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Another entry in an ongoing conversation with artistic director Jeremy Fiebig, this time focusing on the people who make Sweet Tea Shakespeare happen.
Jen: How has the company structure changed over time? Do you find people who meet the company’s needs, or do things change based on who is involved?
Jeremy: Our first two years, really, we were an a la carte company. I worked with and relied heavily on Staci Graybill, Robyne Parrish, J.R. Hustwit, Michael Carney, Sharon Osborne, and some other great folks to buoy me through the first couple seasons. In “those days” (it really does feel like forever ago), we hired actors and assigned everyone to a setup/strike job because to do a show at the Cape Fear Botanical Garden we needed to load in and out sets, costumes, and props each night. It took an army. I quickly learned I needed a better approach.
I also knew that there were folks in the mix who loved what we were doing, who were passionate about making it all work, and who had skills that extended off stage. So after our 2013 production of Romeo & Juliet, I started inviting some folks into company membership (“Sharers”). At the time, the promise was that they’d have input on how the company took shape, would engage in season selection with me, and would take on production needs as they came up. I know Ruth Nelson, Cheryl Edson, Sean Hanlin, Clayton Riddley, Johnson Taylor, Joey Narvaez, and others were in the mix in those first 2-3 seasons. In 2014, when we added a winter and a spring show and moved to the Poe House, that really became a turning point for us — a realization we needed much more of a company structure than just some folks figuring out how to do plays one at a time. It was at that point that we decided to formalize our company structure into two levels: Sharers and apprentices (I can’t remember if that’s actually what we called the apprentices at the time). The idea was that the Sharers were the core group of permanent members and apprentices were probationary additions.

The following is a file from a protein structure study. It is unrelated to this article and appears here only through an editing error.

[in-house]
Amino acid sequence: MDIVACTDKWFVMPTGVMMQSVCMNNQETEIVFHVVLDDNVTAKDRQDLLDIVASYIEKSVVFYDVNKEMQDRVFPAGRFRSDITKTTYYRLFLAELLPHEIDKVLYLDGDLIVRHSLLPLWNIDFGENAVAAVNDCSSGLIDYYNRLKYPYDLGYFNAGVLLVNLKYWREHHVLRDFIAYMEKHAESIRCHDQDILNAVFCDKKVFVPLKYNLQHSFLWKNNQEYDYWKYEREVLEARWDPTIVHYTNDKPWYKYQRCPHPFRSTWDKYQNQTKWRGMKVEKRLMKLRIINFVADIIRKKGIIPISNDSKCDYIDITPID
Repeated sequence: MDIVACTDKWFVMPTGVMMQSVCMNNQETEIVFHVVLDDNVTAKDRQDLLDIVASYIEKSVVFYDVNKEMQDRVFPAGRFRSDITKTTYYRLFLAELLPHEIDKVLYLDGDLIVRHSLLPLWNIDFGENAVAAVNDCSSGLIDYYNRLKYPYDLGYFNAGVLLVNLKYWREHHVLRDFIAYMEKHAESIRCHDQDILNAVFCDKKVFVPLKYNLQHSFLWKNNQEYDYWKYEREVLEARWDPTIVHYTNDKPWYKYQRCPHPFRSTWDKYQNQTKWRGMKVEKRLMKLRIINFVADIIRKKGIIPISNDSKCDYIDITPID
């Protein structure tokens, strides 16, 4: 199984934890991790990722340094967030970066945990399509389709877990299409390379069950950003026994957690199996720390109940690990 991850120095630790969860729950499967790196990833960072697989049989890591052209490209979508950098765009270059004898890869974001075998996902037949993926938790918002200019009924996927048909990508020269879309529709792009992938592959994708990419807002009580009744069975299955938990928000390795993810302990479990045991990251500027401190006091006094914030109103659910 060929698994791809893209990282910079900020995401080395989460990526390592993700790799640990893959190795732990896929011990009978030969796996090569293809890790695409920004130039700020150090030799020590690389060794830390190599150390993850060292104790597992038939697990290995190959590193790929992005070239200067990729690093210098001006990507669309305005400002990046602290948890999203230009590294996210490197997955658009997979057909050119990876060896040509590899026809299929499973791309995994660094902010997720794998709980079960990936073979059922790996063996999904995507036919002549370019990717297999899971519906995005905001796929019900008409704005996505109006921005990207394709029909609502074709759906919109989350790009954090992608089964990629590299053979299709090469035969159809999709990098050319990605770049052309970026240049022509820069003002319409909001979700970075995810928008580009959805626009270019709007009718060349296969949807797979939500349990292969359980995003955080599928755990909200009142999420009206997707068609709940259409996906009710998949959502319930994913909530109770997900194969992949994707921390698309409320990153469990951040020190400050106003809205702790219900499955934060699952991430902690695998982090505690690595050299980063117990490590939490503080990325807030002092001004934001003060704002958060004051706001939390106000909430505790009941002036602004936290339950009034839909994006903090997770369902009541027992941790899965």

This sounds sort of arbitrary and weird, and to an extent it is, but I also have to say there’s quite a lot of intention behind it.
It goes like this. Theatres can be and have been built in many different ways over the centuries. The current model everyone understands, whether that be in a professional or Broadway house or a community or educational theatre, is a hierarchical one, where a producer and a director run the show in the way you’d run a Fortune 500 company or a small business or whatever. But this was not the case in theatre for a long, long time before bureaucracy and singular vision for performance were invented, mostly in the 19th century. Before that, companies were run by leading actors, or by multiple shareholders, or by writers, or others.
In Shakespeare’s day, and in the medieval and renaissance periods that constituted the soup in which he and his fellow playmakers swam, the practice was to run a company with a group of sharers. In Shakespeare’s company, there was a business manager, a playwright-actor, an actor who might have handled the leading roles, another who might have helped with props or costumes or who was an able swordsman, and so on. Everyone had other skills they put to use in the production economy.
That model is an approach we take today with our company members, and actually we extend and build on it in a specifically medieval fashion. We now have core members — instead of sharers, they’re now call “Masters” — and members in consideration. Fellows are folks who’ve made it past a probationary period in the company and who are helping us to run the thing. Wrights are introductory members who are helping us by contributing on and offstage in a variety of tasks. We also have Journeyors, who are folks who may have been in the company in the past, but who have things that cause them to need to dial back on the day-to-day commitment.
Our company expands and contracts frequently, and our door is open to folks who demonstrate commitment in any of a number of areas of need, but we also welcome folks who can help us grow in new directions. Right now, we have almost 30 company members who deal with everything from producing to tickets to marketing to costumes and so on. We’re always looking for new prospective members, and have a particular need for scenic artists and craftspeople and technical directors.
One of the great advantages to our structure is that we’re constantly able to bring in fresh perspectives and new energy. The structure also allow us to begin to be “person proof”–meaning that our company is stronger than any one person–and that we actually seek out ways to work in an integrated as opposed to hierarchical way.
This bears out in our work on stage, too, where our Masters and indeed all of our artists become part of the rehearsal room economy, contributing to the overall production.
Connected to all this is the obvious: this is not how most places work. We ask a ton of our company members, believing that their individual investment of time and energy can serve the group and our audiences well. We use folks well — and value both onstage talent with offstage capacity. You have to be able to act, sing, play an instrument, and contribute to one of the many things a working theatre needs to be able to do what it does.